For history and to quench your thirst, visit Kung Lee, a traditional Hong Kong drinks shop

Katrina Yu, ECP Street Team
Katrina Yu, ECP Street Team |

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Kung Lee has been in business for 67 years

This story was part of Elephant Community Press' 2015 exhibition, "Beyond the Storefront".

Kung Lee, a traditional Chinese beverage store, is not just like a “second home” to Ben Tsui, but where he lived in
his childhood years. Tsui brings young energy to the 67-year-old family business located on Hollywood Road. The
store serves sugar cane juice and jelly, as well as turtle jelly, a mixture of herbs and a bit of turtle shell, consumed
for medicinal purposes and as a dessert.

The business is a three-man show, father and sons working together fluidly, communicating with just glances,
picking up a task where the other has left off. Tsui is very devoted to his family business, as it is a place that carries
his childhood memories and the history of Hong Kong with its old-fashioned interior design and conventional food
processing methods.

“Back in the old days, my grandparents had to farm their own sugar cane all the way in Shatin. Early in the
morning, they would transport it back through the mountainous areas by foot, then load it onto a truck back to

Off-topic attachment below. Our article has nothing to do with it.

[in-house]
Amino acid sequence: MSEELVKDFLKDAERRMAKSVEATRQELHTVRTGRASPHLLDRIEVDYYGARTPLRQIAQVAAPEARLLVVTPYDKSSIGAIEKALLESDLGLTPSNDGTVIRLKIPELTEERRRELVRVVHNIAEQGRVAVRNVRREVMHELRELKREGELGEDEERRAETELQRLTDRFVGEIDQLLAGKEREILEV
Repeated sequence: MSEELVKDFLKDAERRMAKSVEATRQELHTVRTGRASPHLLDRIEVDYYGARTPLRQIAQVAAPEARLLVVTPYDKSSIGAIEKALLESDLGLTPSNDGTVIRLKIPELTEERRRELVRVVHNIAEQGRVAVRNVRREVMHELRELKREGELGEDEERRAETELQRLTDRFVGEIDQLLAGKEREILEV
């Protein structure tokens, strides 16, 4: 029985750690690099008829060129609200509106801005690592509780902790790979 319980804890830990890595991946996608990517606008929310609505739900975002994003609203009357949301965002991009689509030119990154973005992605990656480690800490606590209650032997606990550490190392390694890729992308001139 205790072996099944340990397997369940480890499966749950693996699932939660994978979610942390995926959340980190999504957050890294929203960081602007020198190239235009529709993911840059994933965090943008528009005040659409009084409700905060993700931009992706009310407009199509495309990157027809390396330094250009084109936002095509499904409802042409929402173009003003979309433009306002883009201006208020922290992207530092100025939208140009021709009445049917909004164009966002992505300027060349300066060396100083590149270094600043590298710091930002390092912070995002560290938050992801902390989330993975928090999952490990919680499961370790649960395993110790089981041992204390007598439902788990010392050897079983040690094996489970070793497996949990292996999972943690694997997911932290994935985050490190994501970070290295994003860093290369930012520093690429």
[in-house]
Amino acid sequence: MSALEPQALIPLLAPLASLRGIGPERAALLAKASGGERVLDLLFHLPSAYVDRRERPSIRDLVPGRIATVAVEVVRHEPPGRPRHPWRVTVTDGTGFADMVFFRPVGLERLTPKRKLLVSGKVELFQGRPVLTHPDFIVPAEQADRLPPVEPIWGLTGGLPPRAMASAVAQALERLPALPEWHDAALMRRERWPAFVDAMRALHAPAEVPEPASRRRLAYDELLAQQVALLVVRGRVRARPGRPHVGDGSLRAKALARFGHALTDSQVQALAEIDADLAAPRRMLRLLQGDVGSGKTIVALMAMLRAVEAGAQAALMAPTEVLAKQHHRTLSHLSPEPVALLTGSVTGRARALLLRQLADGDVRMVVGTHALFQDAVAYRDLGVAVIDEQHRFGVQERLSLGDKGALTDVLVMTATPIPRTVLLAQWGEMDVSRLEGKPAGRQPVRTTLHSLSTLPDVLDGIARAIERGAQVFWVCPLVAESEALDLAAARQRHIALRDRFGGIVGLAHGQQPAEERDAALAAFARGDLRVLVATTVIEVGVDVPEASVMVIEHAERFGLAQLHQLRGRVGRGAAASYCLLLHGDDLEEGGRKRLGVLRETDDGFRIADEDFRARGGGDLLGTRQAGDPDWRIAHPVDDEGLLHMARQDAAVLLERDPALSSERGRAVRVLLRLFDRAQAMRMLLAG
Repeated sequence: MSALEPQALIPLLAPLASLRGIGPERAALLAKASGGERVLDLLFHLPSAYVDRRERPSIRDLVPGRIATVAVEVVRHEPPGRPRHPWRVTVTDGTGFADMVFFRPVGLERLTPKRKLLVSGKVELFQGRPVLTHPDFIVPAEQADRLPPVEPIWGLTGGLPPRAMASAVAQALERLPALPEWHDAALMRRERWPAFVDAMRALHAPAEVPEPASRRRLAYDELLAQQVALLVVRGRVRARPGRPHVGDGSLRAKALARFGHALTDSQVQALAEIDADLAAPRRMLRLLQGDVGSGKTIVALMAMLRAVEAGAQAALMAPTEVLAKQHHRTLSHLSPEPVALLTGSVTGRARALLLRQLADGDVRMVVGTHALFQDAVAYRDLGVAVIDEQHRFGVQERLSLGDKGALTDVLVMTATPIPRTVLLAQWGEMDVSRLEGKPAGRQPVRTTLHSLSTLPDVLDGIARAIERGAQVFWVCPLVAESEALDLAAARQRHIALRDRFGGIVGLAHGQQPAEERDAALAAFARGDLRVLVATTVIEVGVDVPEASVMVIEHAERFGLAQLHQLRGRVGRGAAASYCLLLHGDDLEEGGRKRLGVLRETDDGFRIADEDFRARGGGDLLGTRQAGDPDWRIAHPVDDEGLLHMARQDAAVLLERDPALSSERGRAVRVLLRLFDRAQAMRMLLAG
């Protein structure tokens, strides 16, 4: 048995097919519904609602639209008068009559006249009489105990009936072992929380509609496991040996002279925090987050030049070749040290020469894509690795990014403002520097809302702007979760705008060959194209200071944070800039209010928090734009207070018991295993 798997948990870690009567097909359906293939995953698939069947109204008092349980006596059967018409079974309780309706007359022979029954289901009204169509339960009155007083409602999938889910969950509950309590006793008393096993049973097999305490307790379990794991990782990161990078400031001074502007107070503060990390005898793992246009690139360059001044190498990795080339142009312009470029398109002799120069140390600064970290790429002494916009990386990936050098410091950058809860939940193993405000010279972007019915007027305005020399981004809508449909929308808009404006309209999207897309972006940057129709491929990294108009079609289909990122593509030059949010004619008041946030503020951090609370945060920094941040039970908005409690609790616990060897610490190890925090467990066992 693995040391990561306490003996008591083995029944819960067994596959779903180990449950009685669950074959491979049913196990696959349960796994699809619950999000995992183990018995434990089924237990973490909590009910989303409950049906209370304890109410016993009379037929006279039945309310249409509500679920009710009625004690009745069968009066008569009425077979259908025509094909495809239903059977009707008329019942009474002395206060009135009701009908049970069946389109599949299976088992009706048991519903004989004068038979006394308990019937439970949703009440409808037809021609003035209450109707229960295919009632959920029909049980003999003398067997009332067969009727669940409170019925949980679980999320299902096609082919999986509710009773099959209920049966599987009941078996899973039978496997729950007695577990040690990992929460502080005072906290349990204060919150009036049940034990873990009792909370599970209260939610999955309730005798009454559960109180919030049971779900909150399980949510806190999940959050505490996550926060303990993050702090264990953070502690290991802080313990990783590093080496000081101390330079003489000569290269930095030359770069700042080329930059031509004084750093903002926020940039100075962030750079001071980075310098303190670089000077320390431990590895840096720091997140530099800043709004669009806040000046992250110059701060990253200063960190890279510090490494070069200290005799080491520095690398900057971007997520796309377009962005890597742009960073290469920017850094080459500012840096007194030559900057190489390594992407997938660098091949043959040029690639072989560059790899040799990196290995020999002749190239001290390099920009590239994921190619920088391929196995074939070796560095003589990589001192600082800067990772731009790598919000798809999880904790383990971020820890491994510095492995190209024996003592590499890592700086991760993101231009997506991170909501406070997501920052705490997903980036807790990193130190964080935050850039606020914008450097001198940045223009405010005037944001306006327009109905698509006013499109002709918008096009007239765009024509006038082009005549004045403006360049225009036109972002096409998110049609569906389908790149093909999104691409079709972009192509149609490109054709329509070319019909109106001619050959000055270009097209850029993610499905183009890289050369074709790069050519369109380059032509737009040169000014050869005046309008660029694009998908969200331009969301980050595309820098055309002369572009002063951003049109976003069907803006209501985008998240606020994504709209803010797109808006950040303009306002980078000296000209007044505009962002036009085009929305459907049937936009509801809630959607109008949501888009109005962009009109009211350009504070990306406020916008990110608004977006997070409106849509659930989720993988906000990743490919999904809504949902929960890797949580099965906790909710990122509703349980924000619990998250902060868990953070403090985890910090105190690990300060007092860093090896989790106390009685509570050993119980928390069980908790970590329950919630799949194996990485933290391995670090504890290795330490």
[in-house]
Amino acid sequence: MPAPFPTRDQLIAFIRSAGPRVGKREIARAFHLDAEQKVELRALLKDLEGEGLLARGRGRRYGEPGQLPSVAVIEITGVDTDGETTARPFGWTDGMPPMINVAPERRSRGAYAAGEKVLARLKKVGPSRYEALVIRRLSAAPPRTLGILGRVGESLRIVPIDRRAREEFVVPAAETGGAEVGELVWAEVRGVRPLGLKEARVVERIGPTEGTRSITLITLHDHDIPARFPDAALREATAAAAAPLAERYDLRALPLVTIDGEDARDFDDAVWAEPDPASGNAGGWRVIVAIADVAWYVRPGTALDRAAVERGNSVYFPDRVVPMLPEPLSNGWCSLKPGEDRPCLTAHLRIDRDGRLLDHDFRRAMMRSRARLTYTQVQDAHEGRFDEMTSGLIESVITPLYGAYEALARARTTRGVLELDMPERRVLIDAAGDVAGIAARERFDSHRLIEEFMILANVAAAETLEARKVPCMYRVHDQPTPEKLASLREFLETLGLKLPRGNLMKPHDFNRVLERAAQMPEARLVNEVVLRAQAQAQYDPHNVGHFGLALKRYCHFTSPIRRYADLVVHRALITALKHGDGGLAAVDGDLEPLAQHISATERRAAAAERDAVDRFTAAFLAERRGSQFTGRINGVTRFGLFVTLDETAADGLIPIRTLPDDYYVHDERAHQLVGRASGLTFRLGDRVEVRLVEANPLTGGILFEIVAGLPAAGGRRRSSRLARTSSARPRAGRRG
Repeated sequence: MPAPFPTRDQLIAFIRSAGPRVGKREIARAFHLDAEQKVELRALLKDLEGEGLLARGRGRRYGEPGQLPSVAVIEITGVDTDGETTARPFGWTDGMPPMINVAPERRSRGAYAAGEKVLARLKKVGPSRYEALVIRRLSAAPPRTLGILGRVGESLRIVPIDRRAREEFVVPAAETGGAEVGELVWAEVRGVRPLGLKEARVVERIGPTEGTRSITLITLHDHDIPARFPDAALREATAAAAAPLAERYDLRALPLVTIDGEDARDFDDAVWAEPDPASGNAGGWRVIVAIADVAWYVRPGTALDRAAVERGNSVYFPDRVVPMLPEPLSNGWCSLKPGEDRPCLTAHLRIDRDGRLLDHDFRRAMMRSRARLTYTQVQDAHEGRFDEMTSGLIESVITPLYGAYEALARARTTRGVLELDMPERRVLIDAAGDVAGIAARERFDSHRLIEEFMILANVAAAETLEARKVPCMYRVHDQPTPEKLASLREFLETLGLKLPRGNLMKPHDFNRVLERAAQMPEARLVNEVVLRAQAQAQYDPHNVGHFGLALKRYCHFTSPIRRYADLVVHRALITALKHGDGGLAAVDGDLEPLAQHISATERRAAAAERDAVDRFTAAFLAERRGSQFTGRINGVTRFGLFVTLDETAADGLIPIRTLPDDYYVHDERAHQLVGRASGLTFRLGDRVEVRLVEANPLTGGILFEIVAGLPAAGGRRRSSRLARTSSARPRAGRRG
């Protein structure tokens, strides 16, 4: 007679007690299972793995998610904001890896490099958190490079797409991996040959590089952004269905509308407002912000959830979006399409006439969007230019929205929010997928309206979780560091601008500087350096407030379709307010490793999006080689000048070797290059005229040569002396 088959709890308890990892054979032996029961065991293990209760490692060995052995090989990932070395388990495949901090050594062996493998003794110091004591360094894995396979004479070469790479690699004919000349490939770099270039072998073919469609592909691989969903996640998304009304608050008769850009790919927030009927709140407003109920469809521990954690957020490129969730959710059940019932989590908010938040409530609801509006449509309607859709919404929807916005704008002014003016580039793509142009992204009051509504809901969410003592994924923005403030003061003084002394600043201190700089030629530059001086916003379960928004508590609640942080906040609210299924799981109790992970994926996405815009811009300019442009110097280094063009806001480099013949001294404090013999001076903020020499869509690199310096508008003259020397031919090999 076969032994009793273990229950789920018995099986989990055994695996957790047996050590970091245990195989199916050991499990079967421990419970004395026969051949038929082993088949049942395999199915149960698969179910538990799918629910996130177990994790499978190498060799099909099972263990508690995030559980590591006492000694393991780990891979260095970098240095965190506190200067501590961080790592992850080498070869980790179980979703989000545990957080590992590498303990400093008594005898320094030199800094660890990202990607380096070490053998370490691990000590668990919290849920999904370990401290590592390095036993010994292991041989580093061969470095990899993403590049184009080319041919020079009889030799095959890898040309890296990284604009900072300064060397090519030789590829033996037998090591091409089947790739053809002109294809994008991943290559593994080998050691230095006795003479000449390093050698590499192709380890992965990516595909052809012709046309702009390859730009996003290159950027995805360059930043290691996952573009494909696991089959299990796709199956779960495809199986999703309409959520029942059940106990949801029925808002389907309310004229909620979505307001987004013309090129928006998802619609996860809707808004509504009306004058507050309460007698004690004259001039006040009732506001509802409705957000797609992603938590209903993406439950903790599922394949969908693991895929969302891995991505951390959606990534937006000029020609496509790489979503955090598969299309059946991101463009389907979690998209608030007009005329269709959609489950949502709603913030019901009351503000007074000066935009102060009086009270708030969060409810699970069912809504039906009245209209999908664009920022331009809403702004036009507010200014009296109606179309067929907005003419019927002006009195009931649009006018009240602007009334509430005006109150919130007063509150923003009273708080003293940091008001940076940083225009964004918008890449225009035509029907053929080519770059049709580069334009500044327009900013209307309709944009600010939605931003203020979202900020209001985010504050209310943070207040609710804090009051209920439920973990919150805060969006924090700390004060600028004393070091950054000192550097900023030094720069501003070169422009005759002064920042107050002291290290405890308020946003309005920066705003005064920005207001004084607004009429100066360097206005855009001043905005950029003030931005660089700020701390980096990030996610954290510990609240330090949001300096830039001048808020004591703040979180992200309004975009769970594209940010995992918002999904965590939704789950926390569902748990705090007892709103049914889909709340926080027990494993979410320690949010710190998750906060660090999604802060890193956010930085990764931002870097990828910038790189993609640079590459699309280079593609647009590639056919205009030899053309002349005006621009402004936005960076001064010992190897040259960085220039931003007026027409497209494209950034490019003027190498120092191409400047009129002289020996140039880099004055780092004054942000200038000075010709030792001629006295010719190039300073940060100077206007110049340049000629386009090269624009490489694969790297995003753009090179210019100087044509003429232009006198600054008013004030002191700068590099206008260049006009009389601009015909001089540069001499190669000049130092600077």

the store to process it,” says Tsui. “They didn’t ever have a chance to rest.”

Tsui takes a day off only every two weeks, and on work days, he heads off to bed just a few hours before sunrise
and is up again at eight. The lack of sleep is a given, as they work even after closing the store at night, preparing
the delicacies for the next working day.

He feels content when he watches the customers enjoy his family recipe. “My customers are like family,” he says. “I
remember doing my homework on the table over there, watching my dad serve a dating couple. They are
married now, and their kid comes to visit us.”

Tsui says that he never meant to come back and work in the family business, but his emotional connection with
the store drew him back after studying interior design. When asked about the layout of the store, it is as if a light is
sparked in Tsui as he points out “the simplicity and the ingenuity of the design, which also carries the past of Hong
Kong”. The store has a high ceiling and extended fans that stretch downwards to compensate for the lack of air
conditioning in the summer. The sugar cane juicer and the massive bronze tank that dominate the front of the
store have lived through the history of Hong Kong, and a letter on the wall has faded from red to pale yellow,
watching over the store through good times and bad.

Recently, a threat to the existence of traditional herbal tea shops is the shift of “Hong Kong people’s preference
for the conveniences of modern herbal shops in MTR stations… [but they] lack heart and aren’t as healthy,” Tsui
says. Every day, large corporations and chain stores sweep through the streets and replace many traditional
stores that make up the culture and history of Hong Kong. It is increasingly hard to run a business like Tsui’s in Hong
Kong, with the “high cost of ingredients, expensive wages, and climbing rental prices”.

The family dynamic of this store is what keeps it running, as wisdom and experiences are passed down the
generations through tough times; the family pulls through together. Looking at the store, Tsui wishes that future
generations will continue to support these traditional Chinese tea shops and be able to reminisce about what is
left of Hong Kong’s heritage through a heart-warming cup of sugar cane juice.

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